Here’re the highlights:

13 Reasons Why is the story of Hannah Baker, a young girl, driven to suicide, who leaves thirteen recordings behind detailing the reasons why this happened. The narrative follows Clay Jensen primarily, a friend of Hannah’s, as he discovers the reasons he and a number of his classmates (and one counselor) were responsible for Hannah’s death. I set this up not because I believe you reader to be unaware of this base concept of the show, but to illustrate the beginnings of what this show is trying to express: that behind every action there’re consequences, whether they are direct or indirect, known or unknown—everything we say or do affects someone in some way. And Hannah throughout the show says as much. Not everyone is as “deserving” to be on the tapes as others, but they all contributed to this surprising, yet inevitable conclusion and are thus placed here.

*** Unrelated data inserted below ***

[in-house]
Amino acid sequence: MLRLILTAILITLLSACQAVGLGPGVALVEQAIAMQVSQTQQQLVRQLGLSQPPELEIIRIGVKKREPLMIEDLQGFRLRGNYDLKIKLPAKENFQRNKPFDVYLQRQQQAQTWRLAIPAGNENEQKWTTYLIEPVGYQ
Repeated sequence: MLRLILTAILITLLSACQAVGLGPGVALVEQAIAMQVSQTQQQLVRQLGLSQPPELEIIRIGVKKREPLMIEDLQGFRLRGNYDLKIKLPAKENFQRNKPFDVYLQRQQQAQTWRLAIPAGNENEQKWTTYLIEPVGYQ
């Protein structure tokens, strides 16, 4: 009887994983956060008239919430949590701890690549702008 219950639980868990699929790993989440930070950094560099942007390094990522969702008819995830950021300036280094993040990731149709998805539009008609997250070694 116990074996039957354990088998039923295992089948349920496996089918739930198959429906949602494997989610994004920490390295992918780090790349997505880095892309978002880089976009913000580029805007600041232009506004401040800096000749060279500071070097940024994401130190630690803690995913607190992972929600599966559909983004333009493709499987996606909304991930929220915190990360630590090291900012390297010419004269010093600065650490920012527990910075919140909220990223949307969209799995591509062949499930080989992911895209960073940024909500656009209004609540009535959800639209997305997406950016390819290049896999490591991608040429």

But 13 Reasons Why (the show at least, I’ve never read the book) I think largely feels disappointing because it fails to make it clear exactly what it is trying to accomplish. The themes are apparent from the outset, but the entirety of it all is framed in such a way as to suggest some greater mystery. My early theories as to what was to happen upon the ending ranged from Hannah Baker still being alive to Bryce or one of the others having killed her and covered it up. I had crazier theories too, where Mr. Porter was a sort of sinister ringleader trying to…I don’t know, shut up the high school bunch or something all the way to a theory wherein Clay actually killed her, couldn’t remember, or actually didn’t exist at all.


Those theories though weren’t entirely me. Sure, I’m predisposed to trying to disprove as best I can the principle of Ockham’s Razor, but the show made several perhaps inadvertent attempts at making us assume something more. Did Hannah actually die? Did someone else kill her? Who’s Tony? Is he actually the guy he says he is and is Hannah’s narration actually trustworthy or is this whole story made up?